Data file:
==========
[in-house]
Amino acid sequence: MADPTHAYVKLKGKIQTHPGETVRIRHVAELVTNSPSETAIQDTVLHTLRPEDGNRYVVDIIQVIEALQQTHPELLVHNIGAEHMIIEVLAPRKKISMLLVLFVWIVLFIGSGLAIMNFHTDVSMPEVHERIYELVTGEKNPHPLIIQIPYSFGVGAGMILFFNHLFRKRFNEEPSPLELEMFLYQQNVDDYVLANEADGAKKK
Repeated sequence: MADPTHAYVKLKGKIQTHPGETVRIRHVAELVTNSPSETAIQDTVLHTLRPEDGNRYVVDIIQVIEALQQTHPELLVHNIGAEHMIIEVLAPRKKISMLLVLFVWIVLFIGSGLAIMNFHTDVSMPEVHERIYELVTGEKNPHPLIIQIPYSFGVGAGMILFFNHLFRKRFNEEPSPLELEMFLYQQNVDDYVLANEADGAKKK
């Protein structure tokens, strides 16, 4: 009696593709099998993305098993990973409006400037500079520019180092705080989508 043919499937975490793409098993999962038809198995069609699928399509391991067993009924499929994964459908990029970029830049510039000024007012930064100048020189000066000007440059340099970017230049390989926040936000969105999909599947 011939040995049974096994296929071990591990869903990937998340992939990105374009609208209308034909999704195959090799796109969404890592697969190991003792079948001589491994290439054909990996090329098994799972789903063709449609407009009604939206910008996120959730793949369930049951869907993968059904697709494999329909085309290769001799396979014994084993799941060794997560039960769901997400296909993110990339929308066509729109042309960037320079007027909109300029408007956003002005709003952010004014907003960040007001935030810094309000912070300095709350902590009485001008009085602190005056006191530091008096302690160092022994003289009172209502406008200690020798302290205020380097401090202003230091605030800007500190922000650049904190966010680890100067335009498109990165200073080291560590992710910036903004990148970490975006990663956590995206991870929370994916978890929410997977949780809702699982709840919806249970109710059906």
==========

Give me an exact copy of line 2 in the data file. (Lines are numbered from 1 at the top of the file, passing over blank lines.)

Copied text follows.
Amino acid sequence: MADPTHAYVKLKGKIQTHPGETVRIRHVAELVTNSPSETAIQDTVLHTLRPEDGNRYVVDIIQVIEALQQTHPELLVHNIGAEHMIIEVLAPRKKISMLLVLFVWIVLFIGSGLAIMNFHTDVSMPEVHERIYELVTGEKNPHPLIIQIPYSFGVGAGMILFFNHLFRKRFNEEPSPLELEMFLYQQNVDDYVLANEADGAKKK